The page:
Why A River Runs Through Every Derivative Action

I was perplexed by Judge Cindee F. Mayfield's repeated references to "derivate claims" in a recent unpublished opinion - JBB Investment Partners v. Fair, Cal. Ct. of Appeal Case No. No. A160098 (June 9, 2022).  Was this a typographical error or was Judge Mayfield's diction correct?

Although I was familiar with the noun, "derivate"I was unaware that it is also an adjective having the same meaning as "derivative".  Judge Mayfield's opinion informs us that the case involved, at least in part, an action under Section 800 of the California Corporations Code.  That statute governs actions "instituted or maintained in right of any domestic or foreign corporation".  These are commonly referred to as "derivative actions" but the statute does not denominate them as such.  Therefore, Judge Mayfield's diction is not inconsistent with the General Corporation Law.   It is also not without (unpublished) precedent.  See, e.g., Baharian-Mehr v. SGRL Investments, Inc., Cal. Ct. Appeal Case No. G047929 (March 10, 2014) ("The Plaintiff did not plead, nor did he prove the requirements to maintain a derivative action and did not meet the requirement under Corporations Code section 800(b)(2) to proceed with derivate claims.").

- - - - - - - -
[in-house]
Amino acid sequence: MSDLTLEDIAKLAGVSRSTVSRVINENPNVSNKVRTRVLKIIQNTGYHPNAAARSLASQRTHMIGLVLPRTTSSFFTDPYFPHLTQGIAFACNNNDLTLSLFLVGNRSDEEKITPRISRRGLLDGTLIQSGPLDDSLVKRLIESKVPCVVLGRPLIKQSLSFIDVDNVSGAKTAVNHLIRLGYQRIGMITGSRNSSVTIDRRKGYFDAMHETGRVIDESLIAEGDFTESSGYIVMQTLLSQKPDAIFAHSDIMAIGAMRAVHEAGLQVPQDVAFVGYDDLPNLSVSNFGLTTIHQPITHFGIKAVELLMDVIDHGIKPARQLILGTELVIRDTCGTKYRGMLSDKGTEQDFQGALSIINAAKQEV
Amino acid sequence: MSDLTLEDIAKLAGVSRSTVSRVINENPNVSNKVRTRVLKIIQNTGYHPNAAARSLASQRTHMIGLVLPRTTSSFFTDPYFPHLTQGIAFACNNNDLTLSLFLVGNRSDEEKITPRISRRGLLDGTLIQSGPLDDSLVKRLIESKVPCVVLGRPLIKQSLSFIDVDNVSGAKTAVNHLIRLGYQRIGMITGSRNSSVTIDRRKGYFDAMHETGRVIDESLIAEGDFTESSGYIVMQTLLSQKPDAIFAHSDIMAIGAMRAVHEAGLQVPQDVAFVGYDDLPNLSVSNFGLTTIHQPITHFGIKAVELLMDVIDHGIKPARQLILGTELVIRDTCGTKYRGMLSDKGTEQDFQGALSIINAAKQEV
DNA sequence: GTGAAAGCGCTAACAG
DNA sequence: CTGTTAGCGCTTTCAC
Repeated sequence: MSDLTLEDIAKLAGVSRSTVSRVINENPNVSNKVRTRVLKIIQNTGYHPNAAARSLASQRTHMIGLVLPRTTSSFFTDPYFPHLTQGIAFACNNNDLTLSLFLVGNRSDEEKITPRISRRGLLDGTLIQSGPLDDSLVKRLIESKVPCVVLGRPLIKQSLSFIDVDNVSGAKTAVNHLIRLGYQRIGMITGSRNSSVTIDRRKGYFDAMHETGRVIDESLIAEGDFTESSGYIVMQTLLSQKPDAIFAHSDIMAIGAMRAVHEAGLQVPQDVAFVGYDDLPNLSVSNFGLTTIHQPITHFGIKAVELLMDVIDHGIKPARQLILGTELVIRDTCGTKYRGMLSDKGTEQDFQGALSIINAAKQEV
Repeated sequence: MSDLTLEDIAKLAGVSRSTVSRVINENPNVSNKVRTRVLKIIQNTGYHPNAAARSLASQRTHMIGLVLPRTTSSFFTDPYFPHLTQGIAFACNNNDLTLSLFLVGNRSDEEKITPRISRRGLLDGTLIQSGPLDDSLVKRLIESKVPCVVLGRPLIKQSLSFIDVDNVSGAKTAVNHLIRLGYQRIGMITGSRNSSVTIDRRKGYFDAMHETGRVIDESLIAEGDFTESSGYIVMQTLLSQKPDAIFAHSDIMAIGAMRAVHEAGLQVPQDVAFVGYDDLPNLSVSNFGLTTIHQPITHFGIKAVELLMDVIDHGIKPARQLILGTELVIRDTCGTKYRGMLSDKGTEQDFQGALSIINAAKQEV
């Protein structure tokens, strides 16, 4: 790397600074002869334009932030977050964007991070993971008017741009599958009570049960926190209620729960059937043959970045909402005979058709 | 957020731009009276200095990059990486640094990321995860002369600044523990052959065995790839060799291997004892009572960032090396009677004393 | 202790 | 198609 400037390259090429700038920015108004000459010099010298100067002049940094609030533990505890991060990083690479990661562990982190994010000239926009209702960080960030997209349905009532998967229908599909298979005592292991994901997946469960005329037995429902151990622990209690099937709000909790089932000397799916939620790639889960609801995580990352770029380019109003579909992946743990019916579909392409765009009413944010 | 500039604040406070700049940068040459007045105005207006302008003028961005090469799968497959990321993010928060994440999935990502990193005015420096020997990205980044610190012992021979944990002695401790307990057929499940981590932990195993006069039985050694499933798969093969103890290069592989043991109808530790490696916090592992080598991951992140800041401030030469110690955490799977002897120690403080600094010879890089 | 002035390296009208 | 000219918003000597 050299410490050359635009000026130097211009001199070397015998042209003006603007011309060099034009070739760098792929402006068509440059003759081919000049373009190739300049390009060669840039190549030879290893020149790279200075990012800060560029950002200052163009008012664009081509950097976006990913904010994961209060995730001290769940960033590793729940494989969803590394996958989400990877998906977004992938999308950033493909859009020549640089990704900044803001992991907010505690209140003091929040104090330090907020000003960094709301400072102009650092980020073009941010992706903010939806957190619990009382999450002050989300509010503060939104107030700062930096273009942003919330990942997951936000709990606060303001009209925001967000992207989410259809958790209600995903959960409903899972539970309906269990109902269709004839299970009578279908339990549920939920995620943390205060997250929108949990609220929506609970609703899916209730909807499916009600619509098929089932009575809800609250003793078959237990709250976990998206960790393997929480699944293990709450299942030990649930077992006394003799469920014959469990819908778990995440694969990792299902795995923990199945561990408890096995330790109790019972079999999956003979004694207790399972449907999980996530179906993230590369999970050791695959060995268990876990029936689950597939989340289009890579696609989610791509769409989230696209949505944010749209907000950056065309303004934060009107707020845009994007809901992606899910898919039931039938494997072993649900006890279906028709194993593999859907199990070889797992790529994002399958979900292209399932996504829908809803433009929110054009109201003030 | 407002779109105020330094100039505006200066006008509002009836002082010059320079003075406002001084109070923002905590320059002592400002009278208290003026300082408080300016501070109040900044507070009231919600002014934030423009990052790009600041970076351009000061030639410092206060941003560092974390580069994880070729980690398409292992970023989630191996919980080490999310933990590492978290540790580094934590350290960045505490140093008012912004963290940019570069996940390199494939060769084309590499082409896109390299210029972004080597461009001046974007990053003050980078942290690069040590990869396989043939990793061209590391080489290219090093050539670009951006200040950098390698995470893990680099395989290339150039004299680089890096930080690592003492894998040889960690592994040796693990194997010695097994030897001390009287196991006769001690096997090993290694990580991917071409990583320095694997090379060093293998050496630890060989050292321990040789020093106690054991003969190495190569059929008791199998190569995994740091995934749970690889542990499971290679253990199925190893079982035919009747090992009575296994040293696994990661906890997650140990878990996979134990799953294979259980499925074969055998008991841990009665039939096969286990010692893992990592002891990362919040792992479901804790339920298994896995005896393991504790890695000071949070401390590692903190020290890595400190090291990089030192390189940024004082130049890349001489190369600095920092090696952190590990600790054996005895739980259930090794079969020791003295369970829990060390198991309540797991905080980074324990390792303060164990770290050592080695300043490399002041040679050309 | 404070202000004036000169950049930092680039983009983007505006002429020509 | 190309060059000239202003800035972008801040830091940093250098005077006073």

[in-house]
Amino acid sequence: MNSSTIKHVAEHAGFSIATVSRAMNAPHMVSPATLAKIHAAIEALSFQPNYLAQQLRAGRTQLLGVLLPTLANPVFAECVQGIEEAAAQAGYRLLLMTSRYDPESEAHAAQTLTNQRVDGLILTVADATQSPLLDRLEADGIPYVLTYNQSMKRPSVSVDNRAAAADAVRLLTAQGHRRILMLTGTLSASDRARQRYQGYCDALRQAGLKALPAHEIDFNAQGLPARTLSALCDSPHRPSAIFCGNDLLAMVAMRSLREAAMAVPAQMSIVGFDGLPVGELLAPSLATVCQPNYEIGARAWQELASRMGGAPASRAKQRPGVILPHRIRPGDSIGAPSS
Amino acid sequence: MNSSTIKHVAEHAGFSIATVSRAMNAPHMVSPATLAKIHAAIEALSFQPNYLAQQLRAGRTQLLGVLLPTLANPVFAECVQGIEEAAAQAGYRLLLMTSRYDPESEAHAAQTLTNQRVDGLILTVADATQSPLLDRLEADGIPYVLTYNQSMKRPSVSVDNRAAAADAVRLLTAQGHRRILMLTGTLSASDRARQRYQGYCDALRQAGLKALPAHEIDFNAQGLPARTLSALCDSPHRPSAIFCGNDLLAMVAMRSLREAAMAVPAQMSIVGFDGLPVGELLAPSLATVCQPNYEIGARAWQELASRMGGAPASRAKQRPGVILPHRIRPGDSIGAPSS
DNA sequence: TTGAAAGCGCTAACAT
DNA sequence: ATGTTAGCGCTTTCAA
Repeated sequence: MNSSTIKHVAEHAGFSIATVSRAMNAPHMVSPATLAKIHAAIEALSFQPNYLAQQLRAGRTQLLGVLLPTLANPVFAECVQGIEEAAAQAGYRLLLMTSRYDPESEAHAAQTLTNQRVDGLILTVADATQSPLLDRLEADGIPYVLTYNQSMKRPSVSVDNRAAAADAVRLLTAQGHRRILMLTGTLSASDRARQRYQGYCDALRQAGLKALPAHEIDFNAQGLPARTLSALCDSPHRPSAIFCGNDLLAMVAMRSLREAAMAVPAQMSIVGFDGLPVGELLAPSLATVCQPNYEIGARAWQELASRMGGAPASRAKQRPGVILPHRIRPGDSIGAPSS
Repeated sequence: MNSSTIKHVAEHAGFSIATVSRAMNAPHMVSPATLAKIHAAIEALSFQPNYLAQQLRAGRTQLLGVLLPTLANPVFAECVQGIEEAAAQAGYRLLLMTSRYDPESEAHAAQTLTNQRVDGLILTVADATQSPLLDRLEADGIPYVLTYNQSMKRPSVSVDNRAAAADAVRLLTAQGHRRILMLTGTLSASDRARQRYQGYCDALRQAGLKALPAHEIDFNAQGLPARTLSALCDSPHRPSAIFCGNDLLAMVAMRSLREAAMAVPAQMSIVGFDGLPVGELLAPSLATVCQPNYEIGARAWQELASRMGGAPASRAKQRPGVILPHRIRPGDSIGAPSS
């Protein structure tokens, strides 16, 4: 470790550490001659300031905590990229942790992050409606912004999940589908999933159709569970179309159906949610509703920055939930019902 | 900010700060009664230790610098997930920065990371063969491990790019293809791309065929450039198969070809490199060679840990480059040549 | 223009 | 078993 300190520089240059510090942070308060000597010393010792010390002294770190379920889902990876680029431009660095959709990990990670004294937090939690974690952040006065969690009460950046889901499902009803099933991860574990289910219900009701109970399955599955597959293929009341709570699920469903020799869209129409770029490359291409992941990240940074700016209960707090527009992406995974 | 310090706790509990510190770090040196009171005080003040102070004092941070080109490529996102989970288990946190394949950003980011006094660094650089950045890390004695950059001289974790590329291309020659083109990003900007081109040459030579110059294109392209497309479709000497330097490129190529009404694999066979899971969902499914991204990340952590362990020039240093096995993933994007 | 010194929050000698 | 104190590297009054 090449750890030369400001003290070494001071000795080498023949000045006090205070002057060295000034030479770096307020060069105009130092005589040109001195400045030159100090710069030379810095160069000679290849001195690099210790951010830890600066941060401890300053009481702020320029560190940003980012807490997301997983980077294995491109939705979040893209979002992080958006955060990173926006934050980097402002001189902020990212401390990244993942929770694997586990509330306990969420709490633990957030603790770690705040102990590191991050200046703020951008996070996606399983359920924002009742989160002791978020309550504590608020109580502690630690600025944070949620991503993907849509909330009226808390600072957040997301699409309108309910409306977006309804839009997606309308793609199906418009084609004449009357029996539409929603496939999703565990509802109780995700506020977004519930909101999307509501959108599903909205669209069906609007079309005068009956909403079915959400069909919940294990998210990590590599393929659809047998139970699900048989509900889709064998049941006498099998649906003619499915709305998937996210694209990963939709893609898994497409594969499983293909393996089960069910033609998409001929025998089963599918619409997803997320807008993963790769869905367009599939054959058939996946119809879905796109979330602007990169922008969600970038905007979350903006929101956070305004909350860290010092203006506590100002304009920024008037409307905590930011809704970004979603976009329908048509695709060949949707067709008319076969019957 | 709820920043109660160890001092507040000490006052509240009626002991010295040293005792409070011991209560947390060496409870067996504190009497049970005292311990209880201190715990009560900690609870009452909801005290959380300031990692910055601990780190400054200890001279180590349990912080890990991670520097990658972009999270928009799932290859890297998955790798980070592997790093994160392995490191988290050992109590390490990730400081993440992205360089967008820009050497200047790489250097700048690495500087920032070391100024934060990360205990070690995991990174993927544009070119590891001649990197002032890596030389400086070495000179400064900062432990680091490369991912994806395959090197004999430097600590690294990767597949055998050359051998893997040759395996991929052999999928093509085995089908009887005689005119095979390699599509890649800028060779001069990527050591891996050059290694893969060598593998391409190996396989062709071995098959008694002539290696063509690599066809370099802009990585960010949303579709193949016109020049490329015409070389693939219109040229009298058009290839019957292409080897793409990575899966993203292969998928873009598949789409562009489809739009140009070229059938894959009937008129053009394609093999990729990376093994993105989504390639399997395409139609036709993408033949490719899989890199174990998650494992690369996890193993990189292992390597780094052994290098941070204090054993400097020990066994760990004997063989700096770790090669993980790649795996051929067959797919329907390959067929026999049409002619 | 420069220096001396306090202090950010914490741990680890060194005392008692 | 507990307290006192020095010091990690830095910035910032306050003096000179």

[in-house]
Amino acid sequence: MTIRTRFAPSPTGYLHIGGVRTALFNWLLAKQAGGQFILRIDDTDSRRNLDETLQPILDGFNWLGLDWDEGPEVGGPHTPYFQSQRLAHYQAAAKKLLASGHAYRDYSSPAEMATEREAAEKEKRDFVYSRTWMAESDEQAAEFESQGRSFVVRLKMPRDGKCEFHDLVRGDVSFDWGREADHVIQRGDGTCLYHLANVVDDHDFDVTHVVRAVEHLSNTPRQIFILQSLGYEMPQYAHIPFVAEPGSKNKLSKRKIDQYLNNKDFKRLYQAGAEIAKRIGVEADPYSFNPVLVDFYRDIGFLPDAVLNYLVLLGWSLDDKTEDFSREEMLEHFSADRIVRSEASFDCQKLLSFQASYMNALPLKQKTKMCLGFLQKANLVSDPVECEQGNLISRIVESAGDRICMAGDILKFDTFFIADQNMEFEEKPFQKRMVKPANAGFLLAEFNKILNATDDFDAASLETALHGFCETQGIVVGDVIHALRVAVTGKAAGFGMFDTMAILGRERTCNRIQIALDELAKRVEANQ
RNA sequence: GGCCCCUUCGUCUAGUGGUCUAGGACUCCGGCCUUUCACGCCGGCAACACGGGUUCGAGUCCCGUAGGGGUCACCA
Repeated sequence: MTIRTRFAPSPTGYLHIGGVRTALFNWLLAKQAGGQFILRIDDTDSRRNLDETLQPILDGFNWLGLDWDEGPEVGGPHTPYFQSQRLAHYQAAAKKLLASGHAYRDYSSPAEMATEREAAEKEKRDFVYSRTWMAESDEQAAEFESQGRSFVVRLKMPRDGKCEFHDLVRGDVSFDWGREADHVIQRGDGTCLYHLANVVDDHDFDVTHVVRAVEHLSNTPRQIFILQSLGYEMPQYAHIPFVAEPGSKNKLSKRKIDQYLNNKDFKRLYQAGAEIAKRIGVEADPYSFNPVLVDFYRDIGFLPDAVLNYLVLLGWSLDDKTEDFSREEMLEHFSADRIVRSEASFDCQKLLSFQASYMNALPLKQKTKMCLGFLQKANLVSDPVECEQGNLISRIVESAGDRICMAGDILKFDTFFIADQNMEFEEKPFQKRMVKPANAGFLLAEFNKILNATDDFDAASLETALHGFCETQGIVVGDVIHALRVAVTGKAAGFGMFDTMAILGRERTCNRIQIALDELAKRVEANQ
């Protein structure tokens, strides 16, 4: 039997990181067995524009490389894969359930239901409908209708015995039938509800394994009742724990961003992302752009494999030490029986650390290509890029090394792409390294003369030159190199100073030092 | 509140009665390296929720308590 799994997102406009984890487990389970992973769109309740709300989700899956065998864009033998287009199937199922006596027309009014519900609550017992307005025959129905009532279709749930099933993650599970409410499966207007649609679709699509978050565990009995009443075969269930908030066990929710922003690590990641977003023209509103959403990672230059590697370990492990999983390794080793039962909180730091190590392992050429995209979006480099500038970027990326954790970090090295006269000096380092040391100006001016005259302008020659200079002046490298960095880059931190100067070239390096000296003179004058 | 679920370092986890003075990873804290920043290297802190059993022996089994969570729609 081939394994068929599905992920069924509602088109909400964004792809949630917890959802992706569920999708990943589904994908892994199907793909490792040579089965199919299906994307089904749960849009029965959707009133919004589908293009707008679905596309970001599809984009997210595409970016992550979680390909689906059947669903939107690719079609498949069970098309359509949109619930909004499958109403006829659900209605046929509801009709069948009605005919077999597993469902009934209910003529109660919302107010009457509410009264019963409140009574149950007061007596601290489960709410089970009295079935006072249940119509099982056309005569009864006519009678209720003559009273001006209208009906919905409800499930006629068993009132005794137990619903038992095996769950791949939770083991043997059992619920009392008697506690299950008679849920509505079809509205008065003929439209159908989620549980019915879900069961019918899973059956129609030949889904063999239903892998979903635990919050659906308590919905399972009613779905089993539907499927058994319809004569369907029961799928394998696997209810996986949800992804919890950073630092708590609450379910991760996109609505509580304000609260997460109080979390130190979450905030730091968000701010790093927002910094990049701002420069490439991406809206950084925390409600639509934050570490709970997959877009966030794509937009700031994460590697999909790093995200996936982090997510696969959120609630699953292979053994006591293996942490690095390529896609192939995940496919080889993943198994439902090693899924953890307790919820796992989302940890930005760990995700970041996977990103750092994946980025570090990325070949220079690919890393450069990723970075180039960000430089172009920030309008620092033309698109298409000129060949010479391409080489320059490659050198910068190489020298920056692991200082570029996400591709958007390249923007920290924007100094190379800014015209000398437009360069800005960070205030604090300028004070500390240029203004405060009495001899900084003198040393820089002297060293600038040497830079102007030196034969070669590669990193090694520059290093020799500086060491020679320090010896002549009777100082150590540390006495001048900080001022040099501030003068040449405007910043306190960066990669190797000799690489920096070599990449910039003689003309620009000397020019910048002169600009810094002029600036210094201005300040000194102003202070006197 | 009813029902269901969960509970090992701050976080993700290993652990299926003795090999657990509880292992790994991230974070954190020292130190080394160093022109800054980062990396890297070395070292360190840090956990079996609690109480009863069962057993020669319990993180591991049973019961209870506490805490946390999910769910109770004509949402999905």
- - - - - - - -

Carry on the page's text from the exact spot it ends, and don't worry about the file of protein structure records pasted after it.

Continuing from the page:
Both "derivate" and "derivative" are derived from the Latin words de and rivo, meaning from the stream.  The Romans combined these to form the verb derivare which means to lead off or transfer.